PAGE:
on which his 3 trumps can be used. Otherwise, he should consider bidding No-Trump
rather than supporting opener's suit. In addition, to a 1H opening, with only 3 hearts,
but with 4 spades, responder must bid 1S. However, if responder decides to still
immediately raise opener's major, here is how.
With 7-9 points,
responder can give a direct STANDARD SIMPLE-RAISE of opener's
suit to the 2-level
Example: 1H -> 2H
With 10-12 points.
responder has a 3-CARD DELAYED-LIMIT-RAISE which he can show by
first making a temporizing bid, such as 2C, followed by bidding opener's suit at the
3-level. However, against interference I recommend The LEBENSOHL-2NT-RELAY-TO-3C (alertable)
be used as a temporizing bid before bidding the 3-CARD LIMIT-RAISE.
Example: 1S -> 2NT -> 3C -> 3S
4] RESPONDING TO 3RD/4TH SEAT OPENING:
If the opening is in 3rd or 4th seat, then opener may have as few as 10 points, where
you have already limited your hand to less than 13 points. So in order to
keep the bidding low, you bid as follows:
With less than 6 points, you "pass".
With 6-9 points & 3+ card support responder can bid 2H/1H or 2S/1S.
With 10-12 points,
2-WAY DRURY (alertable) is a "temporizing" response of 2C to show 3-card support,
or 2D to show 4+ card support.
REGULAR DRURY (alertable) only uses 2C as a response regardless of 3 vs 4-card support length.
Otherwise, with no support & 6-12 points, you bid 1NT.
5] NON-FIT RESPONSES:
a] 1S/ 1H = Responder has 7+ points and at least 4 spades. 1RF.
1NT/ 1S = Responder has 7-9 points & not 4 spades.
b] 2C/ 1M or 2D/ 1M = 10+ points. 1RF.
c] 2H/ 1S = 10+ points & a 5+ card heart suit. 1RF.
d] 2S/ 1H = a WEAK JUMP SHIFT = 4-6 points & a 6+ card spade suit.
e] 2NT/ 1M = a LEBENSOHL RELAY to 3C (alertable). 1RF.
The purpose here is to still allow responder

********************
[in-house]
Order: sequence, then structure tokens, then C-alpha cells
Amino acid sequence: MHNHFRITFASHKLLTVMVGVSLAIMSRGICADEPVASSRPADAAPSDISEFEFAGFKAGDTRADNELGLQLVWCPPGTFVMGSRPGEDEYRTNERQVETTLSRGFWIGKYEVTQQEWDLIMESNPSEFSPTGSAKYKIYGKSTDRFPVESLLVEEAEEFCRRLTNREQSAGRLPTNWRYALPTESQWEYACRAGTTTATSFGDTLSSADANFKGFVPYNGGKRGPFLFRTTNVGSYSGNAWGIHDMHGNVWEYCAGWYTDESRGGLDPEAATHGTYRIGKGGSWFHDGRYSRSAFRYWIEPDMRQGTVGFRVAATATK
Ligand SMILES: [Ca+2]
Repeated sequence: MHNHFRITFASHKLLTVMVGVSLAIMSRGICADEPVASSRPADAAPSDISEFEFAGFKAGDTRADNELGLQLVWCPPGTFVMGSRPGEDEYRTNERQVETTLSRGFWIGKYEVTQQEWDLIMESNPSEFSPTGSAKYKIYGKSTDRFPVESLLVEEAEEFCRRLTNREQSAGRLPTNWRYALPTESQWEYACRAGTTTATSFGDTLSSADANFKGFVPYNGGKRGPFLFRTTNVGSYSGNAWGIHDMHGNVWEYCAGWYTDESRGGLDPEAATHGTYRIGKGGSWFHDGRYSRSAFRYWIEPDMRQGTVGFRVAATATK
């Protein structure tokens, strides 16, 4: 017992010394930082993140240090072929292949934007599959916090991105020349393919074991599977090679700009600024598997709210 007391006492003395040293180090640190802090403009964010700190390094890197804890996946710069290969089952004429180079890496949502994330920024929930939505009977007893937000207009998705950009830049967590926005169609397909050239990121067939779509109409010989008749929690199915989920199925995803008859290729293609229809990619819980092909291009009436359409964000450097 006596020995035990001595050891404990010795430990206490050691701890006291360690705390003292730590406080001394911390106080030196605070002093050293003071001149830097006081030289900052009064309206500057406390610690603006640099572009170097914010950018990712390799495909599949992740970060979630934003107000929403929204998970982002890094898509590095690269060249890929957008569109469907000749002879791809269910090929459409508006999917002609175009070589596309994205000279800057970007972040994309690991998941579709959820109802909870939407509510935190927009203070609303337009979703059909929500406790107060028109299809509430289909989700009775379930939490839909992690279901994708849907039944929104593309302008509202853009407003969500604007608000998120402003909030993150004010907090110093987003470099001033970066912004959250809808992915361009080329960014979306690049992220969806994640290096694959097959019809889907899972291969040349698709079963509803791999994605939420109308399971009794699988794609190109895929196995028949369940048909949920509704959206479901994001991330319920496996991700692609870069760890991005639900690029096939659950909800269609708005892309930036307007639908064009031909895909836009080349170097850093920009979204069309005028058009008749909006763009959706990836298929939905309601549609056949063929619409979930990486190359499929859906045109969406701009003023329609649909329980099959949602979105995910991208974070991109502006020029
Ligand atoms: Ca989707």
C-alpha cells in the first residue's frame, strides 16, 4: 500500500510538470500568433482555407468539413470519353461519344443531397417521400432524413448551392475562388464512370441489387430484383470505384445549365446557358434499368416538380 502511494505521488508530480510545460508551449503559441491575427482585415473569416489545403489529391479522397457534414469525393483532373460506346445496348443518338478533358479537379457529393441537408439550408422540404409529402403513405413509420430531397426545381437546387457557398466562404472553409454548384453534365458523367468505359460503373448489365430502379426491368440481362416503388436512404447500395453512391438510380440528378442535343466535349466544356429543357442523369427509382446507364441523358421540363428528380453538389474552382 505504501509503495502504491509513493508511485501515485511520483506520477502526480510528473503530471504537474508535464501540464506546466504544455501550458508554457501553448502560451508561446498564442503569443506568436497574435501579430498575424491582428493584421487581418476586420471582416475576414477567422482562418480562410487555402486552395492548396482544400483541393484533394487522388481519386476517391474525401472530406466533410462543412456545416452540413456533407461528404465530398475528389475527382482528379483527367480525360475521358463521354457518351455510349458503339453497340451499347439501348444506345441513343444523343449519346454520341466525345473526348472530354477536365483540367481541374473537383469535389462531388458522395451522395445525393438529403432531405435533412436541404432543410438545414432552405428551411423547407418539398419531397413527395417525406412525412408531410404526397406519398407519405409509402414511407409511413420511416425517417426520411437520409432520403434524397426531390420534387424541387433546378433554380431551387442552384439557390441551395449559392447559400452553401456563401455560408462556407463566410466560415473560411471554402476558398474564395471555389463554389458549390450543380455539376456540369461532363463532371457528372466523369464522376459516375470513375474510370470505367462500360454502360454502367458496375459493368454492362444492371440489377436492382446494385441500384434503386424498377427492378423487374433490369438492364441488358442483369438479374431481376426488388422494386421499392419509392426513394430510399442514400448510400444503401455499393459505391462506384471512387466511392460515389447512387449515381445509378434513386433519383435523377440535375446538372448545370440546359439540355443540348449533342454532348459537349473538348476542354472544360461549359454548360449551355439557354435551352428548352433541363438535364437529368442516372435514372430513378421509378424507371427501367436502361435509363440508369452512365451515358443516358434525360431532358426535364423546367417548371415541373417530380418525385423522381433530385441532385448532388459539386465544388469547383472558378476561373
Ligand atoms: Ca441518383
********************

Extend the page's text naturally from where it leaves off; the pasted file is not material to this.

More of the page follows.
to bid a minor suit weak jump where he can have 4-9 points & 6+ cards in a minor.
(Requires opener to bid 3C.) If responder has long diamonds
instead of long clubs, he can bid 3D and opener will "pass".
6] DETAILED EXPLANATION OF RESPONSES TO MAJOR SUIT OPENINGS AT THE 1-LEVEL.
7] For Opening Rebids Go To
8] For Countering Interference Go To
OPENING PAIR COUNTER-MEASURES.
TABLE OF CONTENTS.
d. 2ND ROUND REBIDS AFTER SUIT OPENING AT 1-LEVEL.
1] OPENER REBIDS:
a] Without support,
each consecutive rebid of his major suit opening shows
an extra card in the suit. The first rebid of his minor suit opening shows
a 6+ card suit, with each subsequent rebid showing an extra card.
It is a very old rule of bridge that if opener rebids his suit, then he has
an extra card in that suit. But sometimes it is necessary to lie.
A problem can exist with the 13-15 point opening when opener begins in
a major at the 1-level & responder makes a forcing bid at the 2-level.
Opener, not having stoppers in what could be opponent's suit(s),
will not want to bid 2NT. Nor has he enough points to bid to the 3-level.
His only safe option is to rebid his 5-card suit at the 2-level.
A similar problem can exist for 16-18 point opening hands playing 2/1 where
responder has given a 1NT FORCING bid with 6-12 points. If opener has only
a 5-card suit & no lower ranking 4-card suit to jump in, he has a real problem.
Having no clue as to the responder's real point range, he must proceed with
caution. Something has to to give & it should not be his point range.
The only apparent solution is to jump rebid his 5-card suit.
Perhaps we might consider a different solution. Given the opener has been
been put in the position of not being able to bid another 4-card suit,